In my day, aircraft instrument panels came with round dials, and lots of ’em. That’s an F-15 Eagle cockpit on the left, the most modern jet I ever flew. On the right, the cockpit of an F-35 Lightning II.

F-15 panel F-35 panel

They’re starting to call geezers like me round-dial pilots, which conjures up images of cavalry officers and locomotive brakemen. What do they call the generation of pilots starting out in aircraft with flat panel displays like the F-35? I don’t know. Do they even have a name yet?

You knew I was going to segue to watches, didn’t you? Sure you did.

Like the instruments in the aircraft I flew, the watches and clocks I grew up with were round and mechanical, the way God made them. I looked down on the quartz watches that started getting popular in the 1970s, especially the ones with digital displays. I didn’t hate them, exactly — not until the ones that made piercing electronic peeps and beeps came along.

Sometime in 1979 or 1980, the Casio on a squadron mate’s wrist went off during a mass mission briefing at Soesterberg Air Base, playing the entire 125 bars of Für Elise because he couldn’t figure out how to shut it off. I remember thinking “I wouldn’t be caught dead wearing a watch that does that.”

I never flew with a quartz watch, analog or digital, but did pick up a few after retiring from the Air Force. Since I’ve shared photos of my mechanical watch collection, I thought it only fair to document the quartz collection, too.

click for details

I’ve had the one silver and two black Casios for years, but the Timex watches, the two outside ones, are new. And I wear them … a lot. They’re great looking pieces with comfortable leather bands, and don’t require setting or winding every time I want to wear one. But what I wanted to remark on is this: it didn’t really hit me until I laid them out for the photo that apart from the small inset digital window on the top Casio, my quartz watches look like mechanical watches. Which I guess more than confirms my traditionalist mindset. I”m Team Round Dial, all the way.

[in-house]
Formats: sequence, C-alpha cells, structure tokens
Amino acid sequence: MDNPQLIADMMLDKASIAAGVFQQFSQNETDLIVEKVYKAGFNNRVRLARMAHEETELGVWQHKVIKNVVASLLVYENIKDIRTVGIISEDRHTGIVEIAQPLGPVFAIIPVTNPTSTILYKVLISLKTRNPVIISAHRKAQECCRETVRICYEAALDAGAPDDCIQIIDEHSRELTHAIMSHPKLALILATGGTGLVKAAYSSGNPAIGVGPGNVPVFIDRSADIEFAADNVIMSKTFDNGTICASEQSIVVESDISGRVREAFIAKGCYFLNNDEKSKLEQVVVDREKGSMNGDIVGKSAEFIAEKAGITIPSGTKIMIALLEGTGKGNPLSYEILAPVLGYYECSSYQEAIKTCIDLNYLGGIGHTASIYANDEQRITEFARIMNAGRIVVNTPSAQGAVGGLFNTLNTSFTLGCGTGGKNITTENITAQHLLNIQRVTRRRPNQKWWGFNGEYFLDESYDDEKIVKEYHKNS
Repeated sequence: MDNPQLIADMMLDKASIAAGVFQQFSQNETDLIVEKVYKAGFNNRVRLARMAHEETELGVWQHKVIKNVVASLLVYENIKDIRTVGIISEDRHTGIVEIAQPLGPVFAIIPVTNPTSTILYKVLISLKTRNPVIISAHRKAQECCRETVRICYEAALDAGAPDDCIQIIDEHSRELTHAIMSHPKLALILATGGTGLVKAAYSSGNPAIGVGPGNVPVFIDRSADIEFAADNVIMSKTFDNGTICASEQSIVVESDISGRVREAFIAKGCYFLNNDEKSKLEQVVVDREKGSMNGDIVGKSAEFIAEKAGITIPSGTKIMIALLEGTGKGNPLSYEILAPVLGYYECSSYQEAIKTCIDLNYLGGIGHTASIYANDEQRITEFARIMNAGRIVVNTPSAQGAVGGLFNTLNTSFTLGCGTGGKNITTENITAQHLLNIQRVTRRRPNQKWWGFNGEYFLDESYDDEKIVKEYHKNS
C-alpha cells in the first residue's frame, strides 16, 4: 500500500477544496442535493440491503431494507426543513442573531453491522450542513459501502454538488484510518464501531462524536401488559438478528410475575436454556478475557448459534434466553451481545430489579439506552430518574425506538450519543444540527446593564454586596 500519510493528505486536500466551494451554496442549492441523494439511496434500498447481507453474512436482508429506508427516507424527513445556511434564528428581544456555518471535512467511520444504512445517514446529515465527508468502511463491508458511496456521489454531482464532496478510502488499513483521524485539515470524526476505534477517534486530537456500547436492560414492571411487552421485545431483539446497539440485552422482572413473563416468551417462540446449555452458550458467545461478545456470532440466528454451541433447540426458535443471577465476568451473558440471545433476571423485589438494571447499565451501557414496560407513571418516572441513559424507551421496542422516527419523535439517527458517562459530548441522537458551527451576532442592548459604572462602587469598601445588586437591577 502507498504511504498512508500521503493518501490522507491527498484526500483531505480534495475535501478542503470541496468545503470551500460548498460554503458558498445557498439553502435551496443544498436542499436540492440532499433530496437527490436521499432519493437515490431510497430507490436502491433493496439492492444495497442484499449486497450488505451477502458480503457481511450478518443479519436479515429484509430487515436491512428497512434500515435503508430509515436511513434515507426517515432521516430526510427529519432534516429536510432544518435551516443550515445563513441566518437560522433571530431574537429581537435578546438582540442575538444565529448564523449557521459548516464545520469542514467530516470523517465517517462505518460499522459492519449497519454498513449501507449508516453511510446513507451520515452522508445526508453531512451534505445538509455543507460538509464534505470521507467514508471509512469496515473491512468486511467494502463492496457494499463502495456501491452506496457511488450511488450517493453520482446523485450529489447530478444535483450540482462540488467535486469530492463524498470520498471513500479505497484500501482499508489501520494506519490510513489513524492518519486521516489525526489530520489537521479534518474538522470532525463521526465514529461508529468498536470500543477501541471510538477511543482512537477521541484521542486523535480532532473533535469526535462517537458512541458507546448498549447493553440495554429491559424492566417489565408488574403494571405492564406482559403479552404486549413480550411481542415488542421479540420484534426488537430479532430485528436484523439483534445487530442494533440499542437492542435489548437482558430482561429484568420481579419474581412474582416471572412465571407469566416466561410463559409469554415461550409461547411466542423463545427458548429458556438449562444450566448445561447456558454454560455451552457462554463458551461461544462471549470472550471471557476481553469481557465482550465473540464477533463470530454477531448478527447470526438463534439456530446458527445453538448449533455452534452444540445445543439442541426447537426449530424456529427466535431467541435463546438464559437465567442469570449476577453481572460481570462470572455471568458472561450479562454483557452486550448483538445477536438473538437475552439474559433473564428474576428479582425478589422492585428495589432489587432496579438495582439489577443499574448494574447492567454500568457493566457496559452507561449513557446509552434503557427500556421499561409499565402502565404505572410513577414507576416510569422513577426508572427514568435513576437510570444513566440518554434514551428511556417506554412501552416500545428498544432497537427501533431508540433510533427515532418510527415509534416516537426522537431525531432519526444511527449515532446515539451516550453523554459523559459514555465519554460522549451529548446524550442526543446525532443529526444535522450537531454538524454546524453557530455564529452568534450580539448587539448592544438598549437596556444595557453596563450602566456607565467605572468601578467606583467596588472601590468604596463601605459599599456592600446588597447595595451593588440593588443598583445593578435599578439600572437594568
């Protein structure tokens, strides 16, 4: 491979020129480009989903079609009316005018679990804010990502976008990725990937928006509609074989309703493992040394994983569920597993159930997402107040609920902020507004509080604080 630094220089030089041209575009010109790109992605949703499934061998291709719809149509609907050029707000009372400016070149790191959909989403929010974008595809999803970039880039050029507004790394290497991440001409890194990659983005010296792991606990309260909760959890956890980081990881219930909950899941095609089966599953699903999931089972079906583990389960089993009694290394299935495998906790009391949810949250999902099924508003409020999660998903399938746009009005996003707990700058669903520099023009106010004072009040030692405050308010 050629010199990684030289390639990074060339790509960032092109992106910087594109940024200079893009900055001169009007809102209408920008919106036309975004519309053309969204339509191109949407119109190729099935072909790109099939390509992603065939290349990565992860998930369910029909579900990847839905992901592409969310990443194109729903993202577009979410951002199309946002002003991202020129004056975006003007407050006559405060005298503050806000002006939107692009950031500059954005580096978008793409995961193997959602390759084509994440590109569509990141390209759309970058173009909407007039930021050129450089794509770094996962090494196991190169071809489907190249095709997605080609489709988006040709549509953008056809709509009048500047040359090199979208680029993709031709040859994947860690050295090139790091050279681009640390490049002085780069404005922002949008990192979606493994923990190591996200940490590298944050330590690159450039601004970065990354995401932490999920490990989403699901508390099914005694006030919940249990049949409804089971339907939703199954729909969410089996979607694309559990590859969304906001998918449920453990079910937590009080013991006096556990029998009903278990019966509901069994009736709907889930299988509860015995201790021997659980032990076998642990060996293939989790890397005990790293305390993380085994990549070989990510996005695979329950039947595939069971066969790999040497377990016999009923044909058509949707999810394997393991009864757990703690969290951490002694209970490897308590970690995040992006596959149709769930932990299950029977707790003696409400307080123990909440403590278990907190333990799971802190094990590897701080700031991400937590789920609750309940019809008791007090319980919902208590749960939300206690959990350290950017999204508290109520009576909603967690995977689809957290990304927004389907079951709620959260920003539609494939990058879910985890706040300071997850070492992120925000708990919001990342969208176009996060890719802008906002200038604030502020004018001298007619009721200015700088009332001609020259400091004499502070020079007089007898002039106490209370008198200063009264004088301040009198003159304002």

To which you’re probably saying “okay boomer.” As you should. Because I am. But ask me if I’d like to fly the F-35, and I’d have to say “Oh hell yes.” I’d whore out to that digital cockpit in a second!

2 thoughts on “Round Dials

  • They’re called glass cockpits. I knew that; it just didn’t come to me when I was writing the post. So if there are glass cockpits, there must be glass cockpit pilots, right?

    Actually, in my early Eagle days, fighter pilots who’d only flown the F-15 were disparaged as “HUD babies,” the implication being we did all our instrument flying looking through the HUD and didn’t know how to use the round dials below. I never took offense, remembering my first three years flying instruments in the T-37, with round dials not much more advanced than those available to WWII aircrews.

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